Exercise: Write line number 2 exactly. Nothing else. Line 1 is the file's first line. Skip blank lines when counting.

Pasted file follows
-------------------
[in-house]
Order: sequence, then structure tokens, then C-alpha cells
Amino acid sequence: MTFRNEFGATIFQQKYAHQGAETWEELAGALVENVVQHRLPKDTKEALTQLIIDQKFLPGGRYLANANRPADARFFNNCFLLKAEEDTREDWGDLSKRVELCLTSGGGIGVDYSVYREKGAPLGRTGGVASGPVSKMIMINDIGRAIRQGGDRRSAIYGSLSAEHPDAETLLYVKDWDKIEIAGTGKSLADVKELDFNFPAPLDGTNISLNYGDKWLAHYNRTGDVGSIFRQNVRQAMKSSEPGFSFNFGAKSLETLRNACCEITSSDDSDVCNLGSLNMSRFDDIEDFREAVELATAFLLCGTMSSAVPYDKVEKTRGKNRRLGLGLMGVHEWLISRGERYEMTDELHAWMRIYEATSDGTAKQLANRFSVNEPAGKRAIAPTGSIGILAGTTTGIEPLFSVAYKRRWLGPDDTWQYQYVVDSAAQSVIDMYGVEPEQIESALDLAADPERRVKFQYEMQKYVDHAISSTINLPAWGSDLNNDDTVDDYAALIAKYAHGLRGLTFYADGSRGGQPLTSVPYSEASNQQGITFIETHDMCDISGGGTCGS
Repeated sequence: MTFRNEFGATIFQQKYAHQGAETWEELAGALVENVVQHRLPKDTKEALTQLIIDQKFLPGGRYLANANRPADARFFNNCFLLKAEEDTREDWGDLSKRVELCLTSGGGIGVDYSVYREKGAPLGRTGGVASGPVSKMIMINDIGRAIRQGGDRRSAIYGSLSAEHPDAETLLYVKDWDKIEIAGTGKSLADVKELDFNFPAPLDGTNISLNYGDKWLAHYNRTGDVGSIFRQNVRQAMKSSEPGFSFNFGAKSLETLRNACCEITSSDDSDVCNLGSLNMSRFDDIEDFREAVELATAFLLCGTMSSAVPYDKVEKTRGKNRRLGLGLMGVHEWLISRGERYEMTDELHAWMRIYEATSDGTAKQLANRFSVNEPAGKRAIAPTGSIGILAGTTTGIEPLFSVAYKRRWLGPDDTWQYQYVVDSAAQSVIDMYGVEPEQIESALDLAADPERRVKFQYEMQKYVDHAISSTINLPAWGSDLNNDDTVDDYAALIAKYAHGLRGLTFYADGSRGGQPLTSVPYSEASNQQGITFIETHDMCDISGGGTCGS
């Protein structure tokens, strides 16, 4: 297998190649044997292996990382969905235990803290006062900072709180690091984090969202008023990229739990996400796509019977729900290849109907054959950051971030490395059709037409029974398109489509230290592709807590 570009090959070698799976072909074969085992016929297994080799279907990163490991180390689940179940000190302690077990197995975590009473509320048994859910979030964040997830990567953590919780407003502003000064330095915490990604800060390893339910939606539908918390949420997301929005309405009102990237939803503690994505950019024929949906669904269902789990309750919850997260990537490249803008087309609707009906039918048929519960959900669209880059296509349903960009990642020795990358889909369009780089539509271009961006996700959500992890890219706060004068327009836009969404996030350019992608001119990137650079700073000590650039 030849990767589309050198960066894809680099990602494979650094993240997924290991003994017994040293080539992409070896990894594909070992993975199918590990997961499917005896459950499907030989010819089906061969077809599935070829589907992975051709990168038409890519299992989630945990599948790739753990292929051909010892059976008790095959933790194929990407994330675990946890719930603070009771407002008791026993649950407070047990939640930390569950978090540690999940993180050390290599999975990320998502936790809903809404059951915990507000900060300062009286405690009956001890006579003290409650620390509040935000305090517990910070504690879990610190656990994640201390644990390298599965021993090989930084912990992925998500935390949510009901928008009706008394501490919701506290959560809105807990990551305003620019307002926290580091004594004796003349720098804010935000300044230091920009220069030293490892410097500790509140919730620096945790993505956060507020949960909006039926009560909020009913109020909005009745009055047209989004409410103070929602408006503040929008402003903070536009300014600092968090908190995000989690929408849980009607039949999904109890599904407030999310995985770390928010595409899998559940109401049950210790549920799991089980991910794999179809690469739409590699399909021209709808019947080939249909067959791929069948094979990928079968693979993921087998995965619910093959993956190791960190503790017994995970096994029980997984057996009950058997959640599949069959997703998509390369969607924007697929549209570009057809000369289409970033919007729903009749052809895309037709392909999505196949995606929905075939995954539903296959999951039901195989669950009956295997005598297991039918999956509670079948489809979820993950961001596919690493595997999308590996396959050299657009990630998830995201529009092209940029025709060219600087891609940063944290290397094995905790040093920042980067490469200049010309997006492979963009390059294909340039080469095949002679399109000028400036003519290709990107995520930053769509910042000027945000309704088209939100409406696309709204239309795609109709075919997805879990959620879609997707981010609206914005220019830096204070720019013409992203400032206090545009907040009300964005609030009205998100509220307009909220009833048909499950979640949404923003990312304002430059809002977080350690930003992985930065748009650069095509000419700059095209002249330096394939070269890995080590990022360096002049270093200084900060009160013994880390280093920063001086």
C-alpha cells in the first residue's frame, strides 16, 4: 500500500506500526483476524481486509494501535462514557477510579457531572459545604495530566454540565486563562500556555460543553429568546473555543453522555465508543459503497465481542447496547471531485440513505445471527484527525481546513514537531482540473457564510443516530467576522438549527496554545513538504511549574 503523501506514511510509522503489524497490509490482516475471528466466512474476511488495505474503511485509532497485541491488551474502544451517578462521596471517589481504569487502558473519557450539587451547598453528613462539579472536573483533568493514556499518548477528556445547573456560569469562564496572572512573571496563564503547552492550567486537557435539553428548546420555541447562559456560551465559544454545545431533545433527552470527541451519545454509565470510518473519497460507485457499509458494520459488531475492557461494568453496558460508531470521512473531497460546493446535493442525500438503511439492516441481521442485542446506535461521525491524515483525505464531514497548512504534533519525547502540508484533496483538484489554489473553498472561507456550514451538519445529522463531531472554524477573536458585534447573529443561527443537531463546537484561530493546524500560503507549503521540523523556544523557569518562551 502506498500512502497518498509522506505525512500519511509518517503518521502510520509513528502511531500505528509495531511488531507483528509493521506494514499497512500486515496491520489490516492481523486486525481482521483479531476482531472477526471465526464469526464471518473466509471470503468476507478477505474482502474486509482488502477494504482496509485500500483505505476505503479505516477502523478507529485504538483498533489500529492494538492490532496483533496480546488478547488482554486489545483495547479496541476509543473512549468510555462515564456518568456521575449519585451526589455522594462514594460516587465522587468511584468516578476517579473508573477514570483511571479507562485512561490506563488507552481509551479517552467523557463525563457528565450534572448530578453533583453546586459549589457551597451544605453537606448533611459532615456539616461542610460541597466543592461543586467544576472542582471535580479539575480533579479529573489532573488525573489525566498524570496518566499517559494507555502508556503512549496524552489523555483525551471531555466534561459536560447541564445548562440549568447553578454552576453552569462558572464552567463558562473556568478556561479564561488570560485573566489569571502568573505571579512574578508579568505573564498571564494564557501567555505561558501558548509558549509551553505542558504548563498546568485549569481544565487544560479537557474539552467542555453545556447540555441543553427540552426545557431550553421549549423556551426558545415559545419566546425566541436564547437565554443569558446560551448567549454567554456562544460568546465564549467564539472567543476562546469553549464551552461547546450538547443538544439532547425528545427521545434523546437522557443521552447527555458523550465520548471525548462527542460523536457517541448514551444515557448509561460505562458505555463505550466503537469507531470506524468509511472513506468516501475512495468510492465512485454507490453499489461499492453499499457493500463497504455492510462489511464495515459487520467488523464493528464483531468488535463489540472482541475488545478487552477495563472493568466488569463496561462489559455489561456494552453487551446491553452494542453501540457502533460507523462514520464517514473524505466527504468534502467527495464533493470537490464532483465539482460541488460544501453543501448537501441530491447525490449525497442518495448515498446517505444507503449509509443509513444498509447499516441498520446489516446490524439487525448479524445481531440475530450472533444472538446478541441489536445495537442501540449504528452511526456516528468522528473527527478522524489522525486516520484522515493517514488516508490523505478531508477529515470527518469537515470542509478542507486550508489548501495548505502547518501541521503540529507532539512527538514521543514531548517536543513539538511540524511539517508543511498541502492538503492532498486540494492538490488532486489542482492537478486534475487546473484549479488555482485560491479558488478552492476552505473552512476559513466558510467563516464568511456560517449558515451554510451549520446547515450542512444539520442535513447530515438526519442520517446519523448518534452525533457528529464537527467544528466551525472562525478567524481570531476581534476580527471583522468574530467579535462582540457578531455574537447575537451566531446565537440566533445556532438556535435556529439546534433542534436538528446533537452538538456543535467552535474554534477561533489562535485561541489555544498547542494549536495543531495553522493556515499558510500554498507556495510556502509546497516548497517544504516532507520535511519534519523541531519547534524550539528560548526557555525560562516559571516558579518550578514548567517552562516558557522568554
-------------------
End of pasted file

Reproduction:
Order: sequence, then structure tokens, then C-alpha cells